Thursday, December 20, 2007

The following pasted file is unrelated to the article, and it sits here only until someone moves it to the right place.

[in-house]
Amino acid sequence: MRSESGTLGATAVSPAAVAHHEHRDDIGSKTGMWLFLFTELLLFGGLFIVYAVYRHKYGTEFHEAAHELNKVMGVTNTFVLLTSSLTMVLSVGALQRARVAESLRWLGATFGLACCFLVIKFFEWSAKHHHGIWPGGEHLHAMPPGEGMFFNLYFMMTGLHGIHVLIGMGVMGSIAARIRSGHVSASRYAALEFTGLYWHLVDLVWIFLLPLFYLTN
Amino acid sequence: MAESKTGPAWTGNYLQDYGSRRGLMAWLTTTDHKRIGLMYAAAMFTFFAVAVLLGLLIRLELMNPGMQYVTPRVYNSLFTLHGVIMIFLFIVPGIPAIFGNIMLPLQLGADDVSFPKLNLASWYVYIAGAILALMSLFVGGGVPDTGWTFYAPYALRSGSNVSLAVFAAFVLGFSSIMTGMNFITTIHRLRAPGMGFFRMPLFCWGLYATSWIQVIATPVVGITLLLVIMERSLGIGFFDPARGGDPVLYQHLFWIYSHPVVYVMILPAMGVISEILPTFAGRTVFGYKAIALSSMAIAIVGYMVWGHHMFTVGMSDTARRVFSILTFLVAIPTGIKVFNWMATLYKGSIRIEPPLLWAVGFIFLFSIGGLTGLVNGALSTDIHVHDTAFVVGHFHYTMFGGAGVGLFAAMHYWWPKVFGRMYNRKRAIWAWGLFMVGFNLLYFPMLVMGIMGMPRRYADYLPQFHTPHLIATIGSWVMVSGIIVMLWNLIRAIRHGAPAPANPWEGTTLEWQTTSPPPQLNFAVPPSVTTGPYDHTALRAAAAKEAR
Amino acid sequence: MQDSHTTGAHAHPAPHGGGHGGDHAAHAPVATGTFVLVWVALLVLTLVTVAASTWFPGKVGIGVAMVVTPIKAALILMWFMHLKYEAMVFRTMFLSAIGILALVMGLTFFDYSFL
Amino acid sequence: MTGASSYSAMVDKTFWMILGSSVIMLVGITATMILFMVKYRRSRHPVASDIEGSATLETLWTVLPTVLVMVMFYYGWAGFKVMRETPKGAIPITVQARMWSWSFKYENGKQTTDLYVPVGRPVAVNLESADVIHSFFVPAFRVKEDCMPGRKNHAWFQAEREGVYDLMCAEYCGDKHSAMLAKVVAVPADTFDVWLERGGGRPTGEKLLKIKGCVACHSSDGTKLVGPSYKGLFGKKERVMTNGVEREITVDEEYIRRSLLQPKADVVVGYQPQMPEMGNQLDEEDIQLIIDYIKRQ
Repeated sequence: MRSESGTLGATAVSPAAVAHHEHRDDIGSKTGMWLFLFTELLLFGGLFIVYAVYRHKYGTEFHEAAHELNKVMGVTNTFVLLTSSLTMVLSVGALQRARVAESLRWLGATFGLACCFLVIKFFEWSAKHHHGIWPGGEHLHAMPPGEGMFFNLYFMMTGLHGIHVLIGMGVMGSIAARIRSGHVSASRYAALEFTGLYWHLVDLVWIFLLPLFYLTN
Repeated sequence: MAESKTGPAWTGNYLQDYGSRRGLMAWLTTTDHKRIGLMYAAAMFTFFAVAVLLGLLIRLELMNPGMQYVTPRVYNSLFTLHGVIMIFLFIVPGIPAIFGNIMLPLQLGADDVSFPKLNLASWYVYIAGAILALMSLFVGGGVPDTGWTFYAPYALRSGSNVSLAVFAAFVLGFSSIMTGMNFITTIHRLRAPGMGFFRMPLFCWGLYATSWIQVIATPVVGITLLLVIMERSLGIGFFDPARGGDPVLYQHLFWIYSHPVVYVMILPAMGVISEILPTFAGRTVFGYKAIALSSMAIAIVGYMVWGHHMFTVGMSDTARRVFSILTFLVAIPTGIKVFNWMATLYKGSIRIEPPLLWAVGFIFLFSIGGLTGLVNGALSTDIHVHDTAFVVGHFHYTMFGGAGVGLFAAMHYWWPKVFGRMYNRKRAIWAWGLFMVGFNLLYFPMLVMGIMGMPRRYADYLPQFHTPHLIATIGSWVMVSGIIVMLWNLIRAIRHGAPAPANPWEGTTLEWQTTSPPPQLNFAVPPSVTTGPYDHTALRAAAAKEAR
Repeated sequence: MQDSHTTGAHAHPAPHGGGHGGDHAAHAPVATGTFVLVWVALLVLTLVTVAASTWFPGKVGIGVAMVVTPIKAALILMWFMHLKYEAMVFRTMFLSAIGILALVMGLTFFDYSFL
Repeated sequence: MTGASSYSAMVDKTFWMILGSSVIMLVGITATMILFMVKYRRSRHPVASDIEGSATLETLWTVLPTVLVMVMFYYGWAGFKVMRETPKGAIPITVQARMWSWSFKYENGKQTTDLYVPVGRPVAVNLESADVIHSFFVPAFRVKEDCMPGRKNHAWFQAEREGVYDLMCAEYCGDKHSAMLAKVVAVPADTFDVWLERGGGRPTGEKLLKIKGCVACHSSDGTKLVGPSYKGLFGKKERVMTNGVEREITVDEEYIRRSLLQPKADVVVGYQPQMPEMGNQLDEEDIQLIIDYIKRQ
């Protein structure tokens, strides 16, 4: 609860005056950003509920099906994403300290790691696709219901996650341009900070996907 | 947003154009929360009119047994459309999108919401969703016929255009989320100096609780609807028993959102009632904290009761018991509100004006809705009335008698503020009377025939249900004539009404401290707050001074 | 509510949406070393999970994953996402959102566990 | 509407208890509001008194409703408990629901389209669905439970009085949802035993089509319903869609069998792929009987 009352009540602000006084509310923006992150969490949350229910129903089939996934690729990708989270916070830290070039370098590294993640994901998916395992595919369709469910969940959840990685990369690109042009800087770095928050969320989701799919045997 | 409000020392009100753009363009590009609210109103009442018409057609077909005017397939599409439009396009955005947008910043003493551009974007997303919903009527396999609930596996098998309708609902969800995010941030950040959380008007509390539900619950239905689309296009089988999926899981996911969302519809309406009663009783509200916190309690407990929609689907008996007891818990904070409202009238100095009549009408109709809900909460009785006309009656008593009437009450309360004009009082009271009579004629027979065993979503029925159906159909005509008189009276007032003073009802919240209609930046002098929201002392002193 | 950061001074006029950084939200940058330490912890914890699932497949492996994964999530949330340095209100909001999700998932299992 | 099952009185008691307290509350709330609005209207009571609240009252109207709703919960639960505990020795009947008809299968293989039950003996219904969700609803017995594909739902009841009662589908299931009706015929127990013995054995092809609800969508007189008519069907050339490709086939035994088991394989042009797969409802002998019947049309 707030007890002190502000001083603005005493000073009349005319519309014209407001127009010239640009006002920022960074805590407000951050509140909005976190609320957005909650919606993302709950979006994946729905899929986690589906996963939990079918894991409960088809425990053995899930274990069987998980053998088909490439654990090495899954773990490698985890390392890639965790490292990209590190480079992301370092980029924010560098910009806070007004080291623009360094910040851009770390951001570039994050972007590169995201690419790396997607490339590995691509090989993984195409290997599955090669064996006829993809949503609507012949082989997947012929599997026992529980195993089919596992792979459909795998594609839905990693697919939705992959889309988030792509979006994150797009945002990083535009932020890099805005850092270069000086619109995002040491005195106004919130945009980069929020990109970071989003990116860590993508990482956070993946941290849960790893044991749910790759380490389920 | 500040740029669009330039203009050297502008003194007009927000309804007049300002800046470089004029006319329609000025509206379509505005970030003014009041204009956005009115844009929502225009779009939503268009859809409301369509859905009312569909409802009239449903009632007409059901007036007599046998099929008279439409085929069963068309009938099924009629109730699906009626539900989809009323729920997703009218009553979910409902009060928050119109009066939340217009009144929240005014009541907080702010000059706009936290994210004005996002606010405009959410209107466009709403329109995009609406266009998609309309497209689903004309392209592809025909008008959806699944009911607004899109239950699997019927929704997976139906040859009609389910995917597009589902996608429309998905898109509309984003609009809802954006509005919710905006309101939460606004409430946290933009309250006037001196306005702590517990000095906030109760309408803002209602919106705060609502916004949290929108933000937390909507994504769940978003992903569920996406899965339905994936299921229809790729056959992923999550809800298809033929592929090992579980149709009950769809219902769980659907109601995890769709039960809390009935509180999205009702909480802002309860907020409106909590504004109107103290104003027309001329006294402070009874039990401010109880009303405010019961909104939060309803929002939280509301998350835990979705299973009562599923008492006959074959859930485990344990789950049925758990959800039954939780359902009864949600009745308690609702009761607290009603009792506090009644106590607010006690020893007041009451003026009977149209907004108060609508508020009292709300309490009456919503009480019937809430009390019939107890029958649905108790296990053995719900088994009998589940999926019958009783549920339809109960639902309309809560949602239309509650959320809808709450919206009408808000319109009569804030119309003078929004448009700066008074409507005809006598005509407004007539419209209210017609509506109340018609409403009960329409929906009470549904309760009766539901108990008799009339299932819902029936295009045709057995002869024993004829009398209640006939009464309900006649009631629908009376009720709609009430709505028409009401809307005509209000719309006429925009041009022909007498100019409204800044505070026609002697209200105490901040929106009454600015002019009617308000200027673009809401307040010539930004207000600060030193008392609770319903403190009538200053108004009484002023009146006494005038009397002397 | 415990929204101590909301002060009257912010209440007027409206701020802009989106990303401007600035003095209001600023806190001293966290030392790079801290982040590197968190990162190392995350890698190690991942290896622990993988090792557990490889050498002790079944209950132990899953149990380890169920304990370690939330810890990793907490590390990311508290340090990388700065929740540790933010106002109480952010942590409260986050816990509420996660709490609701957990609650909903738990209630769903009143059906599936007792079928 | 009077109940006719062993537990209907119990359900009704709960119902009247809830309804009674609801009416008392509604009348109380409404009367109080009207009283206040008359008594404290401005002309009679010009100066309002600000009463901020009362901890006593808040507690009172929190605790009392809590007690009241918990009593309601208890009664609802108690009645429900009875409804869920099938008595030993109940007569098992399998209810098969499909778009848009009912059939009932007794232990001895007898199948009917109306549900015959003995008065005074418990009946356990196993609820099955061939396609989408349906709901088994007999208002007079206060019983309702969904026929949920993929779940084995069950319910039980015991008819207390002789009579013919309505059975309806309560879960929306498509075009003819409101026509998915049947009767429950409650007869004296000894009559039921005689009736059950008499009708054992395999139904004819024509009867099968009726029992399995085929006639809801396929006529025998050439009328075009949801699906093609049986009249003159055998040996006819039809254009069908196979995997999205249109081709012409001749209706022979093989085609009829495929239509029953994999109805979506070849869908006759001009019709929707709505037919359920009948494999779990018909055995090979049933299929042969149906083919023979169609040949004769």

SPINGARN AWARD Instituted in 1914 by Joel E. Spingarn, chairman of the board of directors of the NAACP, the Springarn Award consists of a gold medal given annually by the NAACP for the "highest or noblest achievement by an American Negro." Unrestricted as to the area or field of achievement, personalities may be chosen to receive the award on the basis of a single noteworthy accomplishment (W. E. B. Du Bois in 1920 for founding the Pan-African Congress) or on the basis of overall achievement (Langston Hughes in 1960 for being the "Poet Laureate of the Negro race"). Other recipients of the Spingarn Award have included George Washington Carver (1923), Carter G. Woodson (1926), Thurgood Marshall (1946), Ralph Bunche (1949), Jackie Robinson (1956) and Roy Wilkins (1964).